10 Weirdest Pizzas in the U.S.

Page 3 of 3

Luxury Caviar & Lobster from Nino's Bellissima

This pizza, called The Luxury, might be the weirdest pizza money can buy - but it will cost you a lot of it. The thin-crust pie goes beyond gourmet with a price tag of $1000. It's topped with not one but SIX types of caviar -- that's where a majority of the money goes. Then to offset all that salty roe, the pricey pizza is finished with tender, buttery Maine lobster tail.

The Everglades from Evan's Neighborhood Pizza

Located in Fort Myers, Florida, it's not too surprising to find fresh alligator on the regular menu. But from time to time, the family-owned pizza shop also serves the appropriately named The Everglades, which his topped with a trio of local exotic meats. It features not just alligator meat but frog and python too. Heads up, though, that if you find this special, a 14-inch pie will run you $45 because of the cost of python.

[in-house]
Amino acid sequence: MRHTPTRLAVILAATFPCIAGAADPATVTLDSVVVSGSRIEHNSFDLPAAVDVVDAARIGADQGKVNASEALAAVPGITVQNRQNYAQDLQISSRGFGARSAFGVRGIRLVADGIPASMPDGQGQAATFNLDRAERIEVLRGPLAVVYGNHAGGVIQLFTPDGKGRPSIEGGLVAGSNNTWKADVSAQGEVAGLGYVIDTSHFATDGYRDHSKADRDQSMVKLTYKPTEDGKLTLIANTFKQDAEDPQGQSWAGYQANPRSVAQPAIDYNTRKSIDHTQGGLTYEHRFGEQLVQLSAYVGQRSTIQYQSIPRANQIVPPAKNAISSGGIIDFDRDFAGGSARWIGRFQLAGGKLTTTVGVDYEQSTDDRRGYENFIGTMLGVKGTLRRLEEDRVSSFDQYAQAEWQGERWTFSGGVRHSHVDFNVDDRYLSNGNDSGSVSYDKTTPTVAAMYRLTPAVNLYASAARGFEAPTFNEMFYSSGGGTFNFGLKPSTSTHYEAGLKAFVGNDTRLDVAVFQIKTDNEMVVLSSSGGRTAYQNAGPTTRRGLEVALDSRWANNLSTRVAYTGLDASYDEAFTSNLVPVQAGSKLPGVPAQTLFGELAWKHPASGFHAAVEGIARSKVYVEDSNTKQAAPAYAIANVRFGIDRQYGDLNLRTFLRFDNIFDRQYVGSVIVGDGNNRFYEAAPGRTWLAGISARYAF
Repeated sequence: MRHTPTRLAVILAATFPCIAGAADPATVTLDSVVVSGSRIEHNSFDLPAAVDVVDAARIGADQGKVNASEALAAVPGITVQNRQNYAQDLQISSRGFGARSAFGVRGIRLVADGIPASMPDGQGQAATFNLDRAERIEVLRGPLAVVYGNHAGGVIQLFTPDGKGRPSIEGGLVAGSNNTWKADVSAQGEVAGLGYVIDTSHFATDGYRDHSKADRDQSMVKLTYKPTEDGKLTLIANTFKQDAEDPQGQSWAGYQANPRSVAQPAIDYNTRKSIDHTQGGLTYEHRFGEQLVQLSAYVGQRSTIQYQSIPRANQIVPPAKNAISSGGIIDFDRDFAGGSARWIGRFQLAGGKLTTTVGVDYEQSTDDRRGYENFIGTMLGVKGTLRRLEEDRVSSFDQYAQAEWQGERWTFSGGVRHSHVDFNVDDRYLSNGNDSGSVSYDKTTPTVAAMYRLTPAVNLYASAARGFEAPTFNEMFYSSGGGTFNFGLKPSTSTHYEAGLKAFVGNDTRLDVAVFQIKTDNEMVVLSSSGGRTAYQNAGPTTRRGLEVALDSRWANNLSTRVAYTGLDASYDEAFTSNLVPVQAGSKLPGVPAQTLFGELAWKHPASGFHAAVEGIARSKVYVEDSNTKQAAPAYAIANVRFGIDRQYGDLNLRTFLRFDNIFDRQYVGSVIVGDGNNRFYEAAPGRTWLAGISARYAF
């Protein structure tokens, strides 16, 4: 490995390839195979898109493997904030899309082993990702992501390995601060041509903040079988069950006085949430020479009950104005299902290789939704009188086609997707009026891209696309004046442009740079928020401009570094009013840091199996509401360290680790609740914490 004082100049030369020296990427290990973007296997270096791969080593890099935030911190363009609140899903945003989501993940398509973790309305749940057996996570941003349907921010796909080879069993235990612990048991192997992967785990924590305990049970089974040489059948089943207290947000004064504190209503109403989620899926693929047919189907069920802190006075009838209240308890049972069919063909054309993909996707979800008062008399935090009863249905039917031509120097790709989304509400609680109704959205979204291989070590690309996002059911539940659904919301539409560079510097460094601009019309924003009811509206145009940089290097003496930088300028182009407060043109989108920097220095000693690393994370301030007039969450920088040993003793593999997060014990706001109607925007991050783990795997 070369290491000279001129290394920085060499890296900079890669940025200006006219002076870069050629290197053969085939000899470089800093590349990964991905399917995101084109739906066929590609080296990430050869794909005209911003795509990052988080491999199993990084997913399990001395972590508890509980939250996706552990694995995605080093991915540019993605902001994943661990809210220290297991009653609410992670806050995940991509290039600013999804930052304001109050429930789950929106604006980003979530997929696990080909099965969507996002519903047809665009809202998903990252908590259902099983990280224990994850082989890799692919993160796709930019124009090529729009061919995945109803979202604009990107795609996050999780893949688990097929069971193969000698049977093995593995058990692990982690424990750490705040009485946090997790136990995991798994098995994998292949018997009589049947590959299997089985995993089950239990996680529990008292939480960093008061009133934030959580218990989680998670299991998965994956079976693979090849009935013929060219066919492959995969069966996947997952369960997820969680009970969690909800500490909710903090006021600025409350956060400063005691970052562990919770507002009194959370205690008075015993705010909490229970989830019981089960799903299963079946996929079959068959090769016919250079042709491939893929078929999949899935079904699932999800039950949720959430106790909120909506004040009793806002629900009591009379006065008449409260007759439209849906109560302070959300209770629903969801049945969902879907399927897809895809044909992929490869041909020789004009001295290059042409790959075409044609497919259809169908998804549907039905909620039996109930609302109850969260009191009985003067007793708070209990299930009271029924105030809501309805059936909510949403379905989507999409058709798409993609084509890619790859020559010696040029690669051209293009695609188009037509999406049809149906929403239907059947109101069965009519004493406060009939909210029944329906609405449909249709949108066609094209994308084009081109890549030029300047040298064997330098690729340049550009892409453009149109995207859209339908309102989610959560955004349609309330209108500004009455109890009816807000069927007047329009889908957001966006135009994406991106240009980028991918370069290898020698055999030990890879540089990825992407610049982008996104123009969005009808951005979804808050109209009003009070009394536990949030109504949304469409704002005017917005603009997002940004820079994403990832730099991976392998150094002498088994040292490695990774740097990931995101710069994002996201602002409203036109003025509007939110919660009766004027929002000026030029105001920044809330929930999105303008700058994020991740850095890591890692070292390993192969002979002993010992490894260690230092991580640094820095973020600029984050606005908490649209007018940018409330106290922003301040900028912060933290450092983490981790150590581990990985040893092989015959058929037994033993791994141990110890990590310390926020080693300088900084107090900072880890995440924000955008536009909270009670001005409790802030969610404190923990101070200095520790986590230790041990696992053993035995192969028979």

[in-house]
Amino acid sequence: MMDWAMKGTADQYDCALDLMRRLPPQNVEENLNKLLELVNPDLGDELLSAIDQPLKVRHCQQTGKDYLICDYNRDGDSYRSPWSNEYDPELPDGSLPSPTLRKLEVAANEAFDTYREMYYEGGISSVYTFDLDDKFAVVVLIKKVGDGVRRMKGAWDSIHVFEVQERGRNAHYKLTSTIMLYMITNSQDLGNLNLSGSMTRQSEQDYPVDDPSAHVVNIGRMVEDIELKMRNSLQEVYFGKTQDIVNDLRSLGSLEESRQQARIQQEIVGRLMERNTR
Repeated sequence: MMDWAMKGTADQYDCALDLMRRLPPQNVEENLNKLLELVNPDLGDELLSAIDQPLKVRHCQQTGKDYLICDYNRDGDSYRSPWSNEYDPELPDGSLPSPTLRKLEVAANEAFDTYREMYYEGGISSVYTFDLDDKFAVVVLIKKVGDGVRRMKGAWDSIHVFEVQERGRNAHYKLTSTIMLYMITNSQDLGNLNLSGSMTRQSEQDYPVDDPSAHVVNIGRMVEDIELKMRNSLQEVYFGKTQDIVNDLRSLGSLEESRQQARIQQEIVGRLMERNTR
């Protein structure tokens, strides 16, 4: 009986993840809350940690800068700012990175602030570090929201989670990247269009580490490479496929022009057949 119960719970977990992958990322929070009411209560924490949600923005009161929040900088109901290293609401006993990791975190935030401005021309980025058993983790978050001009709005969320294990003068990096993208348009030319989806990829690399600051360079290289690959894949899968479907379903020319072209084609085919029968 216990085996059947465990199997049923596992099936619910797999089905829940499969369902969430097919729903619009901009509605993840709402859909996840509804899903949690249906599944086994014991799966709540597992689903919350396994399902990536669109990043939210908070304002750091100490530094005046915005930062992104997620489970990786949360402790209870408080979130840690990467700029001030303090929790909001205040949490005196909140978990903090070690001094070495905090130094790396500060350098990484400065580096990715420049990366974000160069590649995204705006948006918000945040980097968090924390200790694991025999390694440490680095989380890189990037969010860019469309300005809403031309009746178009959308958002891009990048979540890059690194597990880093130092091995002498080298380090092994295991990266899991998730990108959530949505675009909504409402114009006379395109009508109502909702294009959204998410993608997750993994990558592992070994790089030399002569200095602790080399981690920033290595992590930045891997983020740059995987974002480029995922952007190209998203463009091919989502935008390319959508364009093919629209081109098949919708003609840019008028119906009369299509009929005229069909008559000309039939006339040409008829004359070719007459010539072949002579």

Spam Pizza from Brick Oven Pizza

It's not surprising that people would have made this in the comfort (and privacy) of their own kitchens, where they won't be ridiculed for topping a pizza with, of the countless options available, canned meat. But can you believe a pizzeria serves it - and not even in Hawaii, where Spam burgers are practically a delicacy? Baltimore's BOP has over 50 toppings to choose from, including the classic canned ham.

Crab Rangoon from Fong's Pizza

Though ravioli was a strange topping? This bizarre pizza takes the idea in a global direction with a totally different kind of dumpling -- in Des Moines, Iowa, of all places. Crab Rangoon are deconstructed on this inventive pie, which starts with crab, surimi, and green onion. There are two types of cheese: mozzarella and salty, asiago. Garnishes of crispy egg roll strips and sweet chilli sauce complete the creation.

KEEP PHOENIX NEW TIMES FREE... Since we started Phoenix New Times, it has been defined as the free, independent voice of Phoenix, and we'd like to keep it that way. With local media under siege, it's more important than ever for us to rally support behind funding our local journalism. You can help by participating in our "I Support" program, allowing us to keep offering readers access to our incisive coverage of local news, food and culture with no paywalls.
Dominique Chatterjee